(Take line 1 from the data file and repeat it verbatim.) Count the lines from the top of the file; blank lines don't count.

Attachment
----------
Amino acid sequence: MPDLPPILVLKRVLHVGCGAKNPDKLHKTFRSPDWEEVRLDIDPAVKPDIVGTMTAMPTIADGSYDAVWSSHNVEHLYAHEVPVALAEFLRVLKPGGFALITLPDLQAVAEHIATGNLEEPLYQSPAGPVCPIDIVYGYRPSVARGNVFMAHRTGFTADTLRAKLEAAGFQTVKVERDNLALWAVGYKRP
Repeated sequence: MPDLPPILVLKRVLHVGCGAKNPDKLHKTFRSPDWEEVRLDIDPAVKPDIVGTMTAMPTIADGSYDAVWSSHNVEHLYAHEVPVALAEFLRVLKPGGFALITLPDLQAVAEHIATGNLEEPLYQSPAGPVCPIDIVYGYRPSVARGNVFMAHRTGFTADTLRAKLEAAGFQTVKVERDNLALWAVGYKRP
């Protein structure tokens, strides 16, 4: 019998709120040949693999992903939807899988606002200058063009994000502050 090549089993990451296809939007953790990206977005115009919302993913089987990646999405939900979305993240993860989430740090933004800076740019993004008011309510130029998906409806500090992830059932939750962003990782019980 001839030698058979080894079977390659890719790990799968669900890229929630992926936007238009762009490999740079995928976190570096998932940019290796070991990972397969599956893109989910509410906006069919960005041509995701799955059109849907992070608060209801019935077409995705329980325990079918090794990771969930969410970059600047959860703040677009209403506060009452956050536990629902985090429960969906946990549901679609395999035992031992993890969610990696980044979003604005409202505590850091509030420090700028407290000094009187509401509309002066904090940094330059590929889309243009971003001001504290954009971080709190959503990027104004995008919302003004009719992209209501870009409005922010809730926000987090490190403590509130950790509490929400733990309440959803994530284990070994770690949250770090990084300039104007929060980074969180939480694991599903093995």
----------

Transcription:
Amino acid sequence: MPDLPPILVLKRVLHVGCGAKNPDKLHKTFRSPDWEEVRLDIDPAVKPDIVGTMTAMPTIADGSYDAVWSSHNVEHLYAHEVPVALAEFLRVLKPGGFALITLPDLQAVAEHIATGNLEEPLYQSPAGPVCPIDIVYGYRPSVARGNVFMAHRTGFTADTLRAKLEAAGFQTVKVERDNLALWAVGYKRP